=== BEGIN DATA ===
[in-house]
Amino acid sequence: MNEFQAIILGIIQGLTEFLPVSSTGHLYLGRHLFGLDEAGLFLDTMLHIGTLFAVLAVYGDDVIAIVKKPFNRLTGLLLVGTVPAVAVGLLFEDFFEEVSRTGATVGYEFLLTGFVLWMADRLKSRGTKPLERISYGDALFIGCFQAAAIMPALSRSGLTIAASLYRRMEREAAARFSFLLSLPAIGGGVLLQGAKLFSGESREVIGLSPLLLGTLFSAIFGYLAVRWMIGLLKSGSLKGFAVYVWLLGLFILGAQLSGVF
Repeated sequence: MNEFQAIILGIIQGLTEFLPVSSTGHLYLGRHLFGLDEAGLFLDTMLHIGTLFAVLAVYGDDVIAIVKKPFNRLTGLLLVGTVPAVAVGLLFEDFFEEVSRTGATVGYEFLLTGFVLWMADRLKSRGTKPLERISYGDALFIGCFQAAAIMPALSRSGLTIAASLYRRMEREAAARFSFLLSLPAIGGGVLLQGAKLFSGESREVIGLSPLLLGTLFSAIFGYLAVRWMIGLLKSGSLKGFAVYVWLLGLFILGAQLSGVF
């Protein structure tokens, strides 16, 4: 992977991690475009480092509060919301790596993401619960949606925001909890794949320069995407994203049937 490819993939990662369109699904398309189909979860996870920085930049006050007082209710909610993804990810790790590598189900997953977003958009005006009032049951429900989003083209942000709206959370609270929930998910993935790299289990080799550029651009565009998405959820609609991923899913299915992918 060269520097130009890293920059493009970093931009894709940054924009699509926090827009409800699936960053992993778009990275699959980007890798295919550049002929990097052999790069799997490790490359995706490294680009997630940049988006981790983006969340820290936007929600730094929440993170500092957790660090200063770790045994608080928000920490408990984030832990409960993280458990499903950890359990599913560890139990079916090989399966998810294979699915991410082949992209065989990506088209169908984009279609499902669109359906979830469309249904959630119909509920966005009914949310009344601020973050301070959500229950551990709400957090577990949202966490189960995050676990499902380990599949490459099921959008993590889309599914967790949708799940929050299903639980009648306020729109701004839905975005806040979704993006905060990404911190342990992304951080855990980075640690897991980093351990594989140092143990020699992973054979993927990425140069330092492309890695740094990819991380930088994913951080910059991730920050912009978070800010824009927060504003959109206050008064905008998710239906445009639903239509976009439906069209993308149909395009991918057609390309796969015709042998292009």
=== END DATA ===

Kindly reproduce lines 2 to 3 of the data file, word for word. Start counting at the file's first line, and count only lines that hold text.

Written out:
Amino acid sequence: MNEFQAIILGIIQGLTEFLPVSSTGHLYLGRHLFGLDEAGLFLDTMLHIGTLFAVLAVYGDDVIAIVKKPFNRLTGLLLVGTVPAVAVGLLFEDFFEEVSRTGATVGYEFLLTGFVLWMADRLKSRGTKPLERISYGDALFIGCFQAAAIMPALSRSGLTIAASLYRRMEREAAARFSFLLSLPAIGGGVLLQGAKLFSGESREVIGLSPLLLGTLFSAIFGYLAVRWMIGLLKSGSLKGFAVYVWLLGLFILGAQLSGVF
Repeated sequence: MNEFQAIILGIIQGLTEFLPVSSTGHLYLGRHLFGLDEAGLFLDTMLHIGTLFAVLAVYGDDVIAIVKKPFNRLTGLLLVGTVPAVAVGLLFEDFFEEVSRTGATVGYEFLLTGFVLWMADRLKSRGTKPLERISYGDALFIGCFQAAAIMPALSRSGLTIAASLYRRMEREAAARFSFLLSLPAIGGGVLLQGAKLFSGESREVIGLSPLLLGTLFSAIFGYLAVRWMIGLLKSGSLKGFAVYVWLLGLFILGAQLSGVF